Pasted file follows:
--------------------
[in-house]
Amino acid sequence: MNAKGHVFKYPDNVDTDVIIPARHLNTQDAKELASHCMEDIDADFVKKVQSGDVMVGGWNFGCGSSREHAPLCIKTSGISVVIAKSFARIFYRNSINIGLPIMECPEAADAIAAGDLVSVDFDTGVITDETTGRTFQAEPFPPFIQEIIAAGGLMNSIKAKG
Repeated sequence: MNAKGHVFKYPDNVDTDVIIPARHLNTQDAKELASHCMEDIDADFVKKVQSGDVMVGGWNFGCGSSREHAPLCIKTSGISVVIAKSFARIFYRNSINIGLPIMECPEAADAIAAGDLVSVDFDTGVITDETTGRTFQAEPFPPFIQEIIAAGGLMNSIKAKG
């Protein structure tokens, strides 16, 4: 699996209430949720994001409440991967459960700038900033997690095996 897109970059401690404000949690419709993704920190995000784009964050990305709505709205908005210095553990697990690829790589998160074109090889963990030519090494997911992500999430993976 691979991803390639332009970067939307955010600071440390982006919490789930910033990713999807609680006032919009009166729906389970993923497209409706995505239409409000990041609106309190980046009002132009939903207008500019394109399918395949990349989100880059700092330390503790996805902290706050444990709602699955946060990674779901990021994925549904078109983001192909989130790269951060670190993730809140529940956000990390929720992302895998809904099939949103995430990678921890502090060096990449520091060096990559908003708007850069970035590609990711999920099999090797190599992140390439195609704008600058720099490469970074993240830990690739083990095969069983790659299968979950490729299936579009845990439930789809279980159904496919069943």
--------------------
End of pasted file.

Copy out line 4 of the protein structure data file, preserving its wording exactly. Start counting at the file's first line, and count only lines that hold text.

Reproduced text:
């Protein structure tokens, strides 16, 4: 699996209430949720994001409440991967459960700038900033997690095996 897109970059401690404000949690419709993704920190995000784009964050990305709505709205908005210095553990697990690829790589998160074109090889963990030519090494997911992500999430993976 691979991803390639332009970067939307955010600071440390982006919490789930910033990713999807609680006032919009009166729906389970993923497209409706995505239409409000990041609106309190980046009002132009939903207008500019394109399918395949990349989100880059700092330390503790996805902290706050444990709602699955946060990674779901990021994925549904078109983001192909989130790269951060670190993730809140529940956000990390929720992302895998809904099939949103995430990678921890502090060096990449520091060096990559908003708007850069970035590609990711999920099999090797190599992140390439195609704008600058720099490469970074993240830990690739083990095969069983790659299968979950490729299936579009845990439930789809279980159904496919069943």